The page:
In honor of Halloween, I thought I would tell you about a real ghost. Several years ago, when I set out to research my assignment regarding the heritage of some gold, it led me into a fascinating world of very real characters. The gold I sought was once in located in the Philippines. Naturally, my research led immediately to Ferdinand Marcos; however, there was another shadowy character who continually jumped out at me. His name was Santa Romana, and he also lived in the Philippines. At first, my research on Santa Romana turned up little information, almost as if the man didn’t exist.

Determined, I continued to pursue this mysterious man. I discovered that he was a deep CIA operative, working with individuals at the highest level of our government. But another fact jumped out, even more shocking. He had been a Roman Catholic priest and went by the alias Father Antonio Diaz. Before World War II, I have been told Father Diaz had been given the responsibility, by Pope Piux XII, to protect and move gold from Europe to the Philippines, because everyone feared Hitler would take the gold. Father Diaz, a.k.a Santa Romana, I believe supervised this move. This massive quantity of gold not only belonged to the Church, but some of it belonged to many of the wealthy families of Europe. I have even heard that, if successful in protecting the gold, Father Diaz was promised he’d be elevated to the rank of a Bishop. At the beginning of World War II in the Pacific, the Japanese took the islands of the Philippines and thus the gold. So instead of Germany getting the gold, it fell to the Japanese.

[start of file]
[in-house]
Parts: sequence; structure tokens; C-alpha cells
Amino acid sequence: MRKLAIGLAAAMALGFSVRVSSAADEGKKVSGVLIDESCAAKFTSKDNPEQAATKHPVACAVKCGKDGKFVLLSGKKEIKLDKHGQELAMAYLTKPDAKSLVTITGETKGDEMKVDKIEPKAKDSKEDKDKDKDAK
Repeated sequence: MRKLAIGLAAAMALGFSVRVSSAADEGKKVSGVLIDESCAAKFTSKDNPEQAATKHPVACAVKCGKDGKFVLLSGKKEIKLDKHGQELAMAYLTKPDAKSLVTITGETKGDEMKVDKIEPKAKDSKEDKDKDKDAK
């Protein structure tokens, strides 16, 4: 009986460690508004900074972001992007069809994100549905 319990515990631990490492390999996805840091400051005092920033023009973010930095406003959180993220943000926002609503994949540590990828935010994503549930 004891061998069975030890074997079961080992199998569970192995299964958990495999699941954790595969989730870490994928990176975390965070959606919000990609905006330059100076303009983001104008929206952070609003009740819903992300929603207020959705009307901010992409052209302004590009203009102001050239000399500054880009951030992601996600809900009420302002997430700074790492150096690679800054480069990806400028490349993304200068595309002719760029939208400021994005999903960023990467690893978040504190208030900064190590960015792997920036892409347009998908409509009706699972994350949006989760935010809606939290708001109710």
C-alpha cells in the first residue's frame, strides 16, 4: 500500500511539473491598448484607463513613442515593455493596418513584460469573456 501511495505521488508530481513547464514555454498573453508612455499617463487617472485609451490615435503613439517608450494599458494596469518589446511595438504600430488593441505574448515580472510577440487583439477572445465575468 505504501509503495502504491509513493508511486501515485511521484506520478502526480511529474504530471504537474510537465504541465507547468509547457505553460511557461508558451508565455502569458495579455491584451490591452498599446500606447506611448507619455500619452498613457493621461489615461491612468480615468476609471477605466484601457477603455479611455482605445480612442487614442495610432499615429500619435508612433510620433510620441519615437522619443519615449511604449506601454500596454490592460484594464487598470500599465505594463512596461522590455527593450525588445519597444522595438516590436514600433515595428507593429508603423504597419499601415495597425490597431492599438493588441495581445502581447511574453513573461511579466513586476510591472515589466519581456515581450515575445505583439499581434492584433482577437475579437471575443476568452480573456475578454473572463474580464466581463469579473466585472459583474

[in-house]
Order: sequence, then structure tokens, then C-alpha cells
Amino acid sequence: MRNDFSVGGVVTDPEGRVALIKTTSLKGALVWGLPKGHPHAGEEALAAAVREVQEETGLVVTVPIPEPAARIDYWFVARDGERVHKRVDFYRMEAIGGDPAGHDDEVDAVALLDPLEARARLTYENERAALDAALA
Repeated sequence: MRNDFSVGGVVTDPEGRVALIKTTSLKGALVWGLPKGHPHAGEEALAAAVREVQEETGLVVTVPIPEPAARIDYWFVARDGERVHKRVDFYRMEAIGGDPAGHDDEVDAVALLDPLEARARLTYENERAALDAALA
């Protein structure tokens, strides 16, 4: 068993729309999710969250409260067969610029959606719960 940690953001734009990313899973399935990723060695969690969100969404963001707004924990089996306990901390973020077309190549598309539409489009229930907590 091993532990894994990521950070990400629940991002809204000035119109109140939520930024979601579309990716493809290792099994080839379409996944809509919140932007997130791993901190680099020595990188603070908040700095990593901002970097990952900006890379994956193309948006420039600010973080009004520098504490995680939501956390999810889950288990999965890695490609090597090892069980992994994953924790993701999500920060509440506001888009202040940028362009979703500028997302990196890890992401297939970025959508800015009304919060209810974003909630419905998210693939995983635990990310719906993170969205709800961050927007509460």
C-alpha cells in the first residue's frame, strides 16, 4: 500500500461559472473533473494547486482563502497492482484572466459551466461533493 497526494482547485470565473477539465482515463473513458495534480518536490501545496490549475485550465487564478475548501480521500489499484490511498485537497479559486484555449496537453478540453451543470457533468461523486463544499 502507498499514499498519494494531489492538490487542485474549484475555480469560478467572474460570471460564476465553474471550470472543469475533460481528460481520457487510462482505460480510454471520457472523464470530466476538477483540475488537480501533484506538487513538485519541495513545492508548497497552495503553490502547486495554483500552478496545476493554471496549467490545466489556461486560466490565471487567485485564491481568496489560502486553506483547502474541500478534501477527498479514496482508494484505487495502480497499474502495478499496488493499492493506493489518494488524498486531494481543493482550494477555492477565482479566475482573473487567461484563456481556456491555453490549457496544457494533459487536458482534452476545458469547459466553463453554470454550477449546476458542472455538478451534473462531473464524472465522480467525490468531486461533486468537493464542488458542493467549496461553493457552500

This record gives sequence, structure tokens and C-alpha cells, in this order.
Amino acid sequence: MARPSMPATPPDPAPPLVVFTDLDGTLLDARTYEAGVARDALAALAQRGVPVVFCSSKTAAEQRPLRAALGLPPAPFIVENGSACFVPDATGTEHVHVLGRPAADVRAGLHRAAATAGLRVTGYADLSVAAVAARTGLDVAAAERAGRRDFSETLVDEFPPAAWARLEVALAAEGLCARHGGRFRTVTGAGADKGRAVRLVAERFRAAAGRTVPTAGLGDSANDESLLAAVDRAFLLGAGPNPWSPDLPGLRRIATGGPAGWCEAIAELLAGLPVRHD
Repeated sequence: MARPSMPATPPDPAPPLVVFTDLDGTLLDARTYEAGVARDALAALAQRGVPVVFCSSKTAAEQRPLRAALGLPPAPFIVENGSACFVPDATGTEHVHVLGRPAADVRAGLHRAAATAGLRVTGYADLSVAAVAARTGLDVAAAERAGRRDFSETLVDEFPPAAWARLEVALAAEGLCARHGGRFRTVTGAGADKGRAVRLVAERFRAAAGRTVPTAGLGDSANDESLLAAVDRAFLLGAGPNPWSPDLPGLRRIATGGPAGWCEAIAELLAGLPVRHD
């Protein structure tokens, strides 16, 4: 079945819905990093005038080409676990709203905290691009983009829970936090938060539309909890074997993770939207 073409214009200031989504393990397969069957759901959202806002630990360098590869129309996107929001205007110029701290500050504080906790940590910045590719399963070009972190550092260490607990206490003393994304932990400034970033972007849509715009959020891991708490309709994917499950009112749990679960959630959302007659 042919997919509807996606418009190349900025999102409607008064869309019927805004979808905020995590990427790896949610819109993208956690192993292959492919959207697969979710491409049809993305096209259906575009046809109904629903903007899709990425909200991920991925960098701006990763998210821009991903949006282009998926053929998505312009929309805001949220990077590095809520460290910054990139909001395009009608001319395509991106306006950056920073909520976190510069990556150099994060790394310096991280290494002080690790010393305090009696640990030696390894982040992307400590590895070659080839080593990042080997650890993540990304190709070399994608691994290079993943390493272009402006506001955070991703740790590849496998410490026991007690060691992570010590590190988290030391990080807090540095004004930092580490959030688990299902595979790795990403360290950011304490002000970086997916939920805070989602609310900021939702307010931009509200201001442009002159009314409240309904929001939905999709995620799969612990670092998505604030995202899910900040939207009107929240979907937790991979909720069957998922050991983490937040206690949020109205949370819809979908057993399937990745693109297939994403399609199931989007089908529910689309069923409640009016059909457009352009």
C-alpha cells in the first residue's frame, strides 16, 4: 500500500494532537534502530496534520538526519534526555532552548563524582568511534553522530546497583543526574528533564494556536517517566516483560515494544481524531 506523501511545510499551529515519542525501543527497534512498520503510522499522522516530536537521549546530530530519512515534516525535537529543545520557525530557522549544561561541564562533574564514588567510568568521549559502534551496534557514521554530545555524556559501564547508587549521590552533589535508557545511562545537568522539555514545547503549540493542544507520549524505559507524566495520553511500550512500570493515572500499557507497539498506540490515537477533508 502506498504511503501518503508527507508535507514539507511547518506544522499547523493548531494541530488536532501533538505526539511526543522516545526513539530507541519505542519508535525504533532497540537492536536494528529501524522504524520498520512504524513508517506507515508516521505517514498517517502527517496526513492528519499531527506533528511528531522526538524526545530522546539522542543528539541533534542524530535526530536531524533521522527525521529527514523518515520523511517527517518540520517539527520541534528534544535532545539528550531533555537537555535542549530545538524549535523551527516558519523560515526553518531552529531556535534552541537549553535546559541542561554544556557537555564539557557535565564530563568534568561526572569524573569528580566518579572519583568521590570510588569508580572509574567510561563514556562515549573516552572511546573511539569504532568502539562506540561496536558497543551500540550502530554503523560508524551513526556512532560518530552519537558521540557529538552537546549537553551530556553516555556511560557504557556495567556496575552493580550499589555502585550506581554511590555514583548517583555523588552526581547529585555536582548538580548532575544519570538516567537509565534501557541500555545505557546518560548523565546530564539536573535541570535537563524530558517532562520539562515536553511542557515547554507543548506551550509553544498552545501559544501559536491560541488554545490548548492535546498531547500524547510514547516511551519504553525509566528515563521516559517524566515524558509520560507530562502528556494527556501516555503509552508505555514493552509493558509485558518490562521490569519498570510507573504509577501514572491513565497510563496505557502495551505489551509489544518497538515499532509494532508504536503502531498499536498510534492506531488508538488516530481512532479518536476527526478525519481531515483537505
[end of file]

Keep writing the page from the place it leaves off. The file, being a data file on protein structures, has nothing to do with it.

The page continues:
Throughout the remainder of Santa Romana’s life, he worked with first with the Army OSS (Office of Strategic Services), then later its successor, the CIA.  He led many lives under many alias. He worked behind the scenes with Philippine President Ferdinand Marcos; however, he  always maintained his religious convictions or his priestly persona. Over the next several decades following World War II, Santa Romana’s primary black ops was to recover gold both for his own benefit and for that of those for whom he worked.

It was this research, plus the encouragement of my supporters, that led me to write the historical/political thriller The President’s Gold around living characters, such as Santa Romana. There were things about their lives that you could not make up—things so out there that they felt impossible to believe, though they were very real. Santa Romana was practically a ghost; there is very little official record of his existence or his work.

As an author of fiction, I found it quite a task to figure out how to keep my real characters interacting with my fictional characters, all the while maintaining accuracy with the historical research I’d completed on those real-life characters. Sometimes, such as in the case of Santa Romana, this becomes a difficult task, especially when there is little information available on that historical person. Therefore, I worked to compose a profile similar to how the police or FBI profiles an individual when a crime is committed with miniscule evidence. I sought (and fortunately, found) individuals who knew Santa Romana, which allowed my profile to expand.

What about you? Have you researched a living (or once living) character for your fictional writing? If so, I’d love to hear from you. Share your experience here, so that I, and other fellow writers, can learn more.